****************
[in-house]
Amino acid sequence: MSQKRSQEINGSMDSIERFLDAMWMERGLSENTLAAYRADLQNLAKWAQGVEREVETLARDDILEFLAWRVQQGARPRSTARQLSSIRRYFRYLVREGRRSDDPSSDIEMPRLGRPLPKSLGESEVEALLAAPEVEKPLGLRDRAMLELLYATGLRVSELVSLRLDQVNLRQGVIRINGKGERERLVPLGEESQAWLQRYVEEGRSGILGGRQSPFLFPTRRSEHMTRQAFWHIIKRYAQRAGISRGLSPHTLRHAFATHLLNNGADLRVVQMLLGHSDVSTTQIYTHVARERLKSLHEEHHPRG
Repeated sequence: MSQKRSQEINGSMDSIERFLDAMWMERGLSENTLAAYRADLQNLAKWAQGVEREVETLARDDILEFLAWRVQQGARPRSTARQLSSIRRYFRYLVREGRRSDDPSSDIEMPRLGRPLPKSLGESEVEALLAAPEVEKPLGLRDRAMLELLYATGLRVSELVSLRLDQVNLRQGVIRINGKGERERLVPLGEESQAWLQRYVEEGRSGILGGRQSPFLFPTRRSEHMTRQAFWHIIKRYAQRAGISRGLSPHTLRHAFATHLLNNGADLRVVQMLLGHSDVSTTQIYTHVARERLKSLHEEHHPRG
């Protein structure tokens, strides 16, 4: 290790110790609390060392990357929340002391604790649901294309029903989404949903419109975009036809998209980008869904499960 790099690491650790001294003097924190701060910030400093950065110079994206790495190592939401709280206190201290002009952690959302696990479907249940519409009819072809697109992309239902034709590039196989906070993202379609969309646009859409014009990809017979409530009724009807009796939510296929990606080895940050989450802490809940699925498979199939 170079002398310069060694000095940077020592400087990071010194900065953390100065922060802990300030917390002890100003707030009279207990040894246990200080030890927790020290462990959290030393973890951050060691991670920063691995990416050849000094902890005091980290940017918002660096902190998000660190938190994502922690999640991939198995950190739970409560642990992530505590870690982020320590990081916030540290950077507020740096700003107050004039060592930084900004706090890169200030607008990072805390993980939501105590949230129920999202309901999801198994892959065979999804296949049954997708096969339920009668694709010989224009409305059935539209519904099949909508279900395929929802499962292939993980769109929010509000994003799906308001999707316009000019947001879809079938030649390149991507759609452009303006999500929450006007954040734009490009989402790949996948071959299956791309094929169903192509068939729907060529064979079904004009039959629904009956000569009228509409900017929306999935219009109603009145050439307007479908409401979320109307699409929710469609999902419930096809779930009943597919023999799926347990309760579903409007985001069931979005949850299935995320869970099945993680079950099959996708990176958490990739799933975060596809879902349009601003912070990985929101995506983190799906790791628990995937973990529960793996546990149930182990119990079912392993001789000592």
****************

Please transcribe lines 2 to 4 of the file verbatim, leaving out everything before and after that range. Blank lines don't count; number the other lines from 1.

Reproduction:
Amino acid sequence: MSQKRSQEINGSMDSIERFLDAMWMERGLSENTLAAYRADLQNLAKWAQGVEREVETLARDDILEFLAWRVQQGARPRSTARQLSSIRRYFRYLVREGRRSDDPSSDIEMPRLGRPLPKSLGESEVEALLAAPEVEKPLGLRDRAMLELLYATGLRVSELVSLRLDQVNLRQGVIRINGKGERERLVPLGEESQAWLQRYVEEGRSGILGGRQSPFLFPTRRSEHMTRQAFWHIIKRYAQRAGISRGLSPHTLRHAFATHLLNNGADLRVVQMLLGHSDVSTTQIYTHVARERLKSLHEEHHPRG
Repeated sequence: MSQKRSQEINGSMDSIERFLDAMWMERGLSENTLAAYRADLQNLAKWAQGVEREVETLARDDILEFLAWRVQQGARPRSTARQLSSIRRYFRYLVREGRRSDDPSSDIEMPRLGRPLPKSLGESEVEALLAAPEVEKPLGLRDRAMLELLYATGLRVSELVSLRLDQVNLRQGVIRINGKGERERLVPLGEESQAWLQRYVEEGRSGILGGRQSPFLFPTRRSEHMTRQAFWHIIKRYAQRAGISRGLSPHTLRHAFATHLLNNGADLRVVQMLLGHSDVSTTQIYTHVARERLKSLHEEHHPRG
């Protein structure tokens, strides 16, 4: 290790110790609390060392990357929340002391604790649901294309029903989404949903419109975009036809998209980008869904499960 790099690491650790001294003097924190701060910030400093950065110079994206790495190592939401709280206190201290002009952690959302696990479907249940519409009819072809697109992309239902034709590039196989906070993202379609969309646009859409014009990809017979409530009724009807009796939510296929990606080895940050989450802490809940699925498979199939 170079002398310069060694000095940077020592400087990071010194900065953390100065922060802990300030917390002890100003707030009279207990040894246990200080030890927790020290462990959290030393973890951050060691991670920063691995990416050849000094902890005091980290940017918002660096902190998000660190938190994502922690999640991939198995950190739970409560642990992530505590870690982020320590990081916030540290950077507020740096700003107050004039060592930084900004706090890169200030607008990072805390993980939501105590949230129920999202309901999801198994892959065979999804296949049954997708096969339920009668694709010989224009409305059935539209519904099949909508279900395929929802499962292939993980769109929010509000994003799906308001999707316009000019947001879809079938030649390149991507759609452009303006999500929450006007954040734009490009989402790949996948071959299956791309094929169903192509068939729907060529064979079904004009039959629904009956000569009228509409900017929306999935219009109603009145050439307007479908409401979320109307699409929710469609999902419930096809779930009943597919023999799926347990309760579903409007985001069931979005949850299935995320869970099945993680079950099959996708990176958490990739799933975060596809879902349009601003912070990985929101995506983190799906790791628990995937973990529960793996546990149930182990119990079912392993001789000592």